"Lowering the threshold to 10 was a very important step in public health," says Jerome Paulson, Codirector of the Mid-Atlantic Center for Children's Health and the Environment. "But no one should have assumed that kids with blood-lead levels below 10 were safe."

Studies by Lanphear and others have found that children's brains are impaired at lead concentrations of 5 mcg/dl--half the CDC's standard--and lower. This came to light recently, Lanphear explains, "because until the last decade, we couldn't find children with levels low enough to study them in this way." Lanphear says this evidence proves there is no such thing as a safe level of lead exposure for children.

Children with lead levels below 10 mcg/dl are not considered lead-poisoned by city or state health departments or CDC, so no official numbers exist on children damaged by supposedly harmless levels. But lead researchers believe many more children have been harmed by lead levels below the action level. A reasonable estimate is that a million or more mostly minority children nationwide are at risk each year of preventable cognitive or behavioral impairments from lead exposure, perpetuating what Silbergeld calls "the social tragedy of lead poisoning in the United States."

This may help explain why so many urban schools have so many young children who don't meet academic standards and why more than half of young African American men do not finish high school. In DC, 90% of fourth graders do not read at grade level; some 11,000 District youngsters are in special-education programs. Only 1 in 4 DC high school freshmen graduates from high school.

Blame is assigned to educators, parents, and students themselves, but it may well be that lead has so impaired the brains of many young urban children that they cannot succeed in school.

A 2002 study of school failure, A Strange Ignorance, conducted by analyst Michael T. Martin for the Arizona School Boards Association, said of lead: "The fact that most 'failing schools' are in low-income neighborhoods where children live in housing known to be laced with a brain damaging neurotoxin is not just a coincidence."

An Uncertain Future

Jonathan became more aggressive as he grew older. In a swimming pool, he pushed his brother Gregory's girlfriend's head underwater and held it there as she struggled to break free. As she reached the surface gasping for air, Jonathan laughed.

At a shopping mall with Gregory, Jonathan waited at the door for a woman walking in. He suddenly slammed the door against her, pinning her between the door and the frame. She screamed, but Jonathan kept pushing on the door until Gregory pulled him away and freed the woman.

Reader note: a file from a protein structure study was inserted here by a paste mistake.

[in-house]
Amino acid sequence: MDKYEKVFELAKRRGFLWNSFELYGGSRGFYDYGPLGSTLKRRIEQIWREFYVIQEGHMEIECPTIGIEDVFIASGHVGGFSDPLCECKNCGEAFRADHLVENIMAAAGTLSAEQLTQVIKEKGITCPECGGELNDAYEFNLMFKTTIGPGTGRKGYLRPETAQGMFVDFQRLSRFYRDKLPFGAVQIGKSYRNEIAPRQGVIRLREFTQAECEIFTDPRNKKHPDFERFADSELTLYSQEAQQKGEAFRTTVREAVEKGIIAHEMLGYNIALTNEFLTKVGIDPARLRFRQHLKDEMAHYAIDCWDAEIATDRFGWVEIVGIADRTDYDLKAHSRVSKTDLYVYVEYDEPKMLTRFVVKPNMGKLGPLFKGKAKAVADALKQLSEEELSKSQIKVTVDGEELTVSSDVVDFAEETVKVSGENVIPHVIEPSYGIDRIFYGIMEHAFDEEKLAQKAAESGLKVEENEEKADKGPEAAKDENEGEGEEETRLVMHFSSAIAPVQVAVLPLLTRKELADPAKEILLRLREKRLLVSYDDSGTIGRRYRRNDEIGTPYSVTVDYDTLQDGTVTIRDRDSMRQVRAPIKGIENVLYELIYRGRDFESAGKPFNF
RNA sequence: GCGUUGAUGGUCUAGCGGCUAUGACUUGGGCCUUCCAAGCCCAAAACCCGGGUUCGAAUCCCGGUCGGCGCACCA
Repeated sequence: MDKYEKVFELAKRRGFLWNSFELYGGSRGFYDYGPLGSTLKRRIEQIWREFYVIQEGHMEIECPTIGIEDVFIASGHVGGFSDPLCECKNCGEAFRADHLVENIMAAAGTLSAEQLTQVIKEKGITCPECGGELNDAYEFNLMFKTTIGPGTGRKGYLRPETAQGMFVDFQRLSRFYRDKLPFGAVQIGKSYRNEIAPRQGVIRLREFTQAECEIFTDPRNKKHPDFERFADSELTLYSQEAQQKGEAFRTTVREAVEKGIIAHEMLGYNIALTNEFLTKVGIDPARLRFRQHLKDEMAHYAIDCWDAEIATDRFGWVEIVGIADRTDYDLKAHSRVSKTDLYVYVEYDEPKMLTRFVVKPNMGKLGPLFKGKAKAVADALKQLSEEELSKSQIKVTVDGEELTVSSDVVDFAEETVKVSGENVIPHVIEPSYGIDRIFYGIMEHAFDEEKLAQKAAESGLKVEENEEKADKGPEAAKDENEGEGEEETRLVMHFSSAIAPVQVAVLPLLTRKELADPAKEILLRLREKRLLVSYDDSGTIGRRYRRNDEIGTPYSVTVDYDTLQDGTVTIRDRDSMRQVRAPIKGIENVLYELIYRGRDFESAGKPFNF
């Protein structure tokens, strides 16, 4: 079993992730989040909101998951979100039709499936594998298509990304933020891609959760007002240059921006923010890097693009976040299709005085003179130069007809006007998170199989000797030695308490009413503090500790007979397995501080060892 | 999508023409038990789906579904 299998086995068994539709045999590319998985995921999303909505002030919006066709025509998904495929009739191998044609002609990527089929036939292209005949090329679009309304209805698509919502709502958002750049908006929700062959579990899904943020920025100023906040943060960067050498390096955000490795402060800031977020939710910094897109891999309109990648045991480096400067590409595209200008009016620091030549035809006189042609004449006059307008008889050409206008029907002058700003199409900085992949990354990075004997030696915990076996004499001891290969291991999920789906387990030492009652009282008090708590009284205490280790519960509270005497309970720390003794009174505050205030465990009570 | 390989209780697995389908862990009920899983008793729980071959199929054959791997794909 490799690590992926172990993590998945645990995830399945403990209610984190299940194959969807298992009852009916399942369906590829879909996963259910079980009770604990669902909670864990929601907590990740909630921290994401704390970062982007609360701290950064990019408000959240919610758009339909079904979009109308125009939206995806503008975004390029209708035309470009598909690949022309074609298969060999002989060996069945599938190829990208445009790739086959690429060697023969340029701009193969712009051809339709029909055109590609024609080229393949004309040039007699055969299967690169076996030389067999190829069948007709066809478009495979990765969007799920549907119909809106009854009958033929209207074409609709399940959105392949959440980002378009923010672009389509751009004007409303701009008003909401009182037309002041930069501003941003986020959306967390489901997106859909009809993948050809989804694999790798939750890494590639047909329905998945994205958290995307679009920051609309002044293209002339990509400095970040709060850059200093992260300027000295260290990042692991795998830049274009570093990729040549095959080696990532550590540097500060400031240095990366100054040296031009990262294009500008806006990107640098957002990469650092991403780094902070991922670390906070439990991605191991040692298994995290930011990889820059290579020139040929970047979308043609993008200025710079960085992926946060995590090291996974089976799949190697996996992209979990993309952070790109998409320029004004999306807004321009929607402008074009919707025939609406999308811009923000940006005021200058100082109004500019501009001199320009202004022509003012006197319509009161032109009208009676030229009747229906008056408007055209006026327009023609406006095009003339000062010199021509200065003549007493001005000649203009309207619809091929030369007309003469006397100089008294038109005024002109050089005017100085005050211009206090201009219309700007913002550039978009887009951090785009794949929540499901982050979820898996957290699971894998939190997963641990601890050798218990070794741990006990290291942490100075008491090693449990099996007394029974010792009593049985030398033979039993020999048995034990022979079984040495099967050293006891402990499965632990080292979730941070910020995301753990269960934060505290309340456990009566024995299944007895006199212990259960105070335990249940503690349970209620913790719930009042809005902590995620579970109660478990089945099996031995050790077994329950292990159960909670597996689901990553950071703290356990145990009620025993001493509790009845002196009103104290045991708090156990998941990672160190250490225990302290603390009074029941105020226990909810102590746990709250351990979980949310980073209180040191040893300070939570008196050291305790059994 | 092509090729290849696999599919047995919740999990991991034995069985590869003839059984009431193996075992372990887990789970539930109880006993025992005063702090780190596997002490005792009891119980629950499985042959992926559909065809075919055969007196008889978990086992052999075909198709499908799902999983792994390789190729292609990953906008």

"You don't know from one second to the next what Jonathan will do," says Gregory, who has great affection for his little brother. "He can be sitting next to you quietly watching TV, and the next second shove popcorn in your face and try to start a fight. With Jonathan, you always have to expect the unexpected."

Jonathan's half-sisters, both in their 20s, told their mother they're afraid to take Jonathan on outings because he dashes into the street. His mother says he can't be trusted to tell the truth.

Jonathan throws things without provocation. His mother says she cannot allow Jonathan to be around a younger child if no adults are present. "If he's alone with young kids, he'll hurt them."

Jonathan once told his mother if he had a gun he would shoot his father. When she asks why he says and does these things, he answers, "I don't know why. I just do them." Jonathan often paces until daybreak. He's been prescribed sleeping medication, but his mother uses it sparingly. "I don't want to turn him into a zombie."

Jonathan resists going to school and taking ADHD medication, so Royster, who works part time to be home with him, grinds it up and puts it in applesauce. Jonathan's father, Clayton, a teacher at the elementary school Jonathan attends, no longer lives with Royster but often arrives in the morning to take his son to school. Royster says Jonathan has had violent outbursts at school.

"The fact that his father teaches at that school and helps with Jonathan is why Jonathan is still there," Royster says. "Otherwise, I think the school might have already expelled him."

On medication, Jonathan is cooperative with his teachers and friendly to his classmates. He can be affectionate and loving to his family. But neither medication nor the group therapy he attends with his mother has diminished his emotional eruptions when the medication begins to wear off.

Royster, who gave birth to Jonathan when she was 43, despairs for his future and her own. "He keeps getting bigger and stronger," she says, "and I keep hoping he'll get better, but the older he gets, it seems, the worse he gets."

This article was excerpted and adapted, with permission, from the August 2006 issue of Washingtonian magazine. A Contributing Editor with Washingtonian, John Pekkanen has been writing about health and medicine for three decades. For more information about lead poisoning and advocacy efforts, visit the Coalition to End Childhood Lead Poisoning at